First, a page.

A Conversation with William Levine ’54
|William Levine '54
Talk to enough entrepreneurs and you will find they have
something in common: They are risk-takers. William Levine ’54
certainly falls into that category.
In 1959, Levine was working for an industrialist in New York
who sent him to Phoenix to buy a piece of land. People were
buying and selling a significant amount of property there at the
time, and many of the deals were being done with leveraged
money. When Levine arrived, he saw enormous potential in the
local real estate market and wanted to take part in it. So, six
months later, he left Brooklyn—where he was born and raised—
and moved to Arizona.
Initially, he started out managing apartments because he had
previous real estate experience in New York. He subsequently
bought a coffee shop in Phoenix and then continued buying
restaurants until he owned dozens of them. Along the way, he
used billboards to advertise his restaurants. When he realized that
one company had a monopoly on the area’s billboard business,
Levine started building his own. He soon had more billboards than
he needed for advertising his restaurants, and so he began to sell
In 1984, Levine formed a partnership with Arte Moreno. The
men had originally met when Moreno, then working for a competitor,
sold Levine ad space. Over the next 12 years, they developed an
extremely successful business, originally called Outdoor Systems
(now known as OUTFRONT Media), and launched an IPO in 1996.
The stock price increased substantially in a short time, and the
business grew into the largest billboard company in North America,
with more than 250,000 display properties. The company was sold
in 1999 to Infinity Broadcasting, a public radio company, for more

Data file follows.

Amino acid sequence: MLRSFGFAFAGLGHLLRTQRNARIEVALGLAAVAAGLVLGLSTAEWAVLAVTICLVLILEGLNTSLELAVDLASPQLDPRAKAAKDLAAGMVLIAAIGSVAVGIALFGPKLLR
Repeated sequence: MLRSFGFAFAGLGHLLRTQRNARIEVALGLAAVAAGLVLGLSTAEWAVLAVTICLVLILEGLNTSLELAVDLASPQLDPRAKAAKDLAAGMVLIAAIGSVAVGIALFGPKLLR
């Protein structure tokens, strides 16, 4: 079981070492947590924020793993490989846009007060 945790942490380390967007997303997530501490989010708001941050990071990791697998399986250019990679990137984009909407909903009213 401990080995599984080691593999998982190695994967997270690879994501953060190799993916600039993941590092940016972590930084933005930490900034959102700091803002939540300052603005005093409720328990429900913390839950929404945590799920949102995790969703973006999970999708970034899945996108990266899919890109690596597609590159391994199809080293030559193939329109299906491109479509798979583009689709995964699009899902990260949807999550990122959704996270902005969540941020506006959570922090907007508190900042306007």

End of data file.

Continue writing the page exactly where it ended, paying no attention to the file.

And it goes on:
than $10 billion. Infinity Broadcasting was later acquired by Viacom,
which also owned CBS Broadcasting. Subsequently, Viacom spun
off CBS, which held the billboards. Levine and Moreno became
substantial stockholders of Viacom and CBS.
Today, Levine remains active both in his professional and
leisure time. He continues to manage a large portfolio of his own
real estate investments, in addition to developing new projects.
He also generously supports the U.S. Holocaust Memorial
Museum in Washington, D.C. After being involved for more than
a decade, Levine last year contributed $25 million toward an
endowment that will ensure the museum’s educational mission.
Despite his remarkable success and significant philanthropy,
Levine remains exceptionally humble. He lives in Phoenix,
exercises every day, and most enjoys spending time with his wife,
Susan, the executive director of Hospice of the Valley, a nonprofit
organization that runs one of the country’s largest hospices.
During a recent conversation with Jen Swetzoff, managing
editor at Brooklyn Law Notes, Levine shared his thoughts on law
school, business, philanthropy, and luck.